I have waited to weigh in, if my humble opinion be at all relevant, on the NCAA penalties levied upon Penn State University in the wake of the Jerry Sandusky conviction and overall investigation into the University’s handling of the matter.
My observations are not ground breaking, which is why I think the NCAA really overstepped their bounds and essentially used this as a chest-pounding moment to underscore their perceived “authority” over college athletics.
The child molestation convictions of the former Penn State assistant coach are sickening. The facts that the university overlooked, tried to keep quiet and generally hoped these allegations went away with Sandusky (perhaps when he was booted from football coaching in the first place) are all gut wrenching. Disgusting. Sick beyond sick. The man was and clearly is, a danger to society and should be locked up for the rest of his days.
But this matter is a criminal one. Those involved directly with any cover up – the AD, PSU President, Sandusky and the late Joe Paterno – all have been punished. They’ve been fired or worse. But all of the good that was done by PSU athletics, by the Paterno football program and in terms of college athletics at this university in general – should no more be associated with Sandusky than the family or co-workers of any perv or terrorist should be held accountable for that person’s actions.
Taking down Paterno’s statue is a shallow, hollow move. Joe Paterno is dead. No statues of Sandusky were on the grounds. “Vacating” wins for the Penn State football program? What are you talking about! These crimes had nothing to do with football and clearly were limited to ONE MAN committing them. There is no repeat climate or community of child molesters that put down their roots within the PSU athletic world. This is not a program-wide issue. And these penalties – vacating wins, bowl victories, reducing scholarships – are all simply a slap at people and accomplishments that had nothing to do with the crimes committed.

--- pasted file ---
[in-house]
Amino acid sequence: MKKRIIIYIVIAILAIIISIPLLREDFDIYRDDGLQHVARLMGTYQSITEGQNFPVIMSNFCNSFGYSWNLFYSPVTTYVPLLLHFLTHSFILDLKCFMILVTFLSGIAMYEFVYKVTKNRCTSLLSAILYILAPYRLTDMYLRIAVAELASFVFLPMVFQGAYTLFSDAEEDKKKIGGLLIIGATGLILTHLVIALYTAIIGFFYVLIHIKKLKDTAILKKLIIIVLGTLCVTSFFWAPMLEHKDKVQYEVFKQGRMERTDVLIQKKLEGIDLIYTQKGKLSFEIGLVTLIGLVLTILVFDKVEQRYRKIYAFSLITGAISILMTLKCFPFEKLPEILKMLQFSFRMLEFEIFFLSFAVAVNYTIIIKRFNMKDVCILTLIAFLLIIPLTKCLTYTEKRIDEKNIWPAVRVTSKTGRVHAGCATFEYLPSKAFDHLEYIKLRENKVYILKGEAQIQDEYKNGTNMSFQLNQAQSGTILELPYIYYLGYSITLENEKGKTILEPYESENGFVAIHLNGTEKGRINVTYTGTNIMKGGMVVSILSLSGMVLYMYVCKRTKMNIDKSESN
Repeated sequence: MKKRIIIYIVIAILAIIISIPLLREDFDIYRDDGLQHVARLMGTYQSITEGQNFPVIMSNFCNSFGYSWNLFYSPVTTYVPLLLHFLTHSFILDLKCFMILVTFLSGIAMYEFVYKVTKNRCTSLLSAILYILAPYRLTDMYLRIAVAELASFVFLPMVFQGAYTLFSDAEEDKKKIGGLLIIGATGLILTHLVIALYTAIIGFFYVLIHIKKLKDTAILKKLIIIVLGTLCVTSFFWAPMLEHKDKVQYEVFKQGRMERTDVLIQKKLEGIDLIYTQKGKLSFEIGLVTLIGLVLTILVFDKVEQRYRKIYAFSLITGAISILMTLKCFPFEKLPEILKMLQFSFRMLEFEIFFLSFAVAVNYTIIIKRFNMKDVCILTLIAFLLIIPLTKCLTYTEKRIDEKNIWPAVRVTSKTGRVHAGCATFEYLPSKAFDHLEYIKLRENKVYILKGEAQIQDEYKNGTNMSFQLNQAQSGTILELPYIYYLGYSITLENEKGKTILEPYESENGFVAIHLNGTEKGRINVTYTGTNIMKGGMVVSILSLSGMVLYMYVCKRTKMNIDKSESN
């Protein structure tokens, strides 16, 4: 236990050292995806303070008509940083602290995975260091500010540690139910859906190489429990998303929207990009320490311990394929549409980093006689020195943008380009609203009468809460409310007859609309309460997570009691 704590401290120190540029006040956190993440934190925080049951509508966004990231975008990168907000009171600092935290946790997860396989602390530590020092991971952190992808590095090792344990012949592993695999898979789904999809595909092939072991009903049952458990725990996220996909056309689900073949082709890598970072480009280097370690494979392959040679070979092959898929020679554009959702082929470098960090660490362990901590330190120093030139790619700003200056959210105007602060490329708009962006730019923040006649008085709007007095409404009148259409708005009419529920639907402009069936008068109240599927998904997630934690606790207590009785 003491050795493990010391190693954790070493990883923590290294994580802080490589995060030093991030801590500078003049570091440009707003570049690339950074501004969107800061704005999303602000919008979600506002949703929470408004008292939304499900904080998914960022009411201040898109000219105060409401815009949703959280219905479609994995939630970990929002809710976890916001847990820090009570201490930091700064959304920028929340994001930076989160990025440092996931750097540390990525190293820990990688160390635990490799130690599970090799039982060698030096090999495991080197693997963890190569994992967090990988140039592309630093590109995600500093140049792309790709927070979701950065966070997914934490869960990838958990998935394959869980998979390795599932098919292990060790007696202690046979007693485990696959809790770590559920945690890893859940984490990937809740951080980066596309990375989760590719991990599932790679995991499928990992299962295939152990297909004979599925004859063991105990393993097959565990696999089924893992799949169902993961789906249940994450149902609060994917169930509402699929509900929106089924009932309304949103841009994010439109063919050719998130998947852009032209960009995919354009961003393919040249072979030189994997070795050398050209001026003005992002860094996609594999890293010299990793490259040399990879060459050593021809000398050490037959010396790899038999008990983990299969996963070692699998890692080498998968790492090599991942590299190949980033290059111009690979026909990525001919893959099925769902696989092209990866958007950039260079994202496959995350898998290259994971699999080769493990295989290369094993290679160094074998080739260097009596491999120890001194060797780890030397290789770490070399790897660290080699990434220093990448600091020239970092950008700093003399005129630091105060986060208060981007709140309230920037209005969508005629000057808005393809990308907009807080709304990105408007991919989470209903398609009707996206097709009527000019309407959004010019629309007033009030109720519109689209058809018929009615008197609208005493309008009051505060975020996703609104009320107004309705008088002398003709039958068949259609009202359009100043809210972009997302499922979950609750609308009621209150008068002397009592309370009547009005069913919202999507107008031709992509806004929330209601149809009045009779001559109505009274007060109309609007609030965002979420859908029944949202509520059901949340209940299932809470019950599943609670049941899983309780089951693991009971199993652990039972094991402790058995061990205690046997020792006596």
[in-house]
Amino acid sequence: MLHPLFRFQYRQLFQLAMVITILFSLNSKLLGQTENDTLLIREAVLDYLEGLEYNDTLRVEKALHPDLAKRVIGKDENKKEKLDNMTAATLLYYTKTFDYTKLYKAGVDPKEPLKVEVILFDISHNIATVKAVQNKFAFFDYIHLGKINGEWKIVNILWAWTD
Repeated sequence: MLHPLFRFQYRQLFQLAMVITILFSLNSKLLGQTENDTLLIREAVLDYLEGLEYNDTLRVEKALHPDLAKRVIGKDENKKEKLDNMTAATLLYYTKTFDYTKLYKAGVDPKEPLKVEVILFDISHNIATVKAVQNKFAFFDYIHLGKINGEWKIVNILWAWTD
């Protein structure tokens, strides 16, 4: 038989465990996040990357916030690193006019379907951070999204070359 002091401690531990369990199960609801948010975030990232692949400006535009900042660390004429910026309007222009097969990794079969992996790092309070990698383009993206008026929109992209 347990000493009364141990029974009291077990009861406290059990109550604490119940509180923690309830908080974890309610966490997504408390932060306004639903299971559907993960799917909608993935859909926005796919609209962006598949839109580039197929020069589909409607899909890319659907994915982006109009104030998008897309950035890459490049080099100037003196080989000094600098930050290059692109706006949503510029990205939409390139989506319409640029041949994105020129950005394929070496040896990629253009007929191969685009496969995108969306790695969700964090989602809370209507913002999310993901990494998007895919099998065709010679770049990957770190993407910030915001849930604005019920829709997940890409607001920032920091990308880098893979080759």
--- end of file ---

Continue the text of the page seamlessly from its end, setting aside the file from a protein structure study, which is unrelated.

Do the people who committed or overlooked these crimes need to be punished? Yes, and harshly. But to hand out these as if all football players (read “student-athletes”) who attended this university during this time should be associated with it is so far beyond fair I can’t even begin to contemplate.
Advocacy. Court decisions. Support for those hurt. These are all critical reactions. These can help assure we do not have another pedophile running into the showers at NCAA institutions. But human beings commit crimes – which is why we must punish them in a court of law accordingly, We do not, in a civilized society, “vacate” an entire population’s efforts because we know a few of those involved committed heinous offenses. I can’t even argue with the financial penalties the NCAA handed down, since there are attributable gains made in the program under those administrators who overlooked the crimes and this money will allow the establishment of guidelines and aid for those now and in the future who need it.
But the NCAA is not the court system, nor is it the law of the land. It is a governing body for universities setting guidelines for how they want their members to do business. They should get out of the law-making and enforcing business and let those better served to justice do their jobs.
Leave the statue as a piece of history, and history will be what we remember of it – good and bad.
Below: A story from Penn State’s “mythical” national football championship season.
(Brent Weber is a working journalist with more than 30 years experience, including time as a reporter/anchor for CNN, FSN, the OKC Thunder and others. He is the author of The Sports Guy: Scorecard Scribblings From An Ordinary Journalist which enters its second printing in September 2012, he may be reached at firstname.lastname@example.org)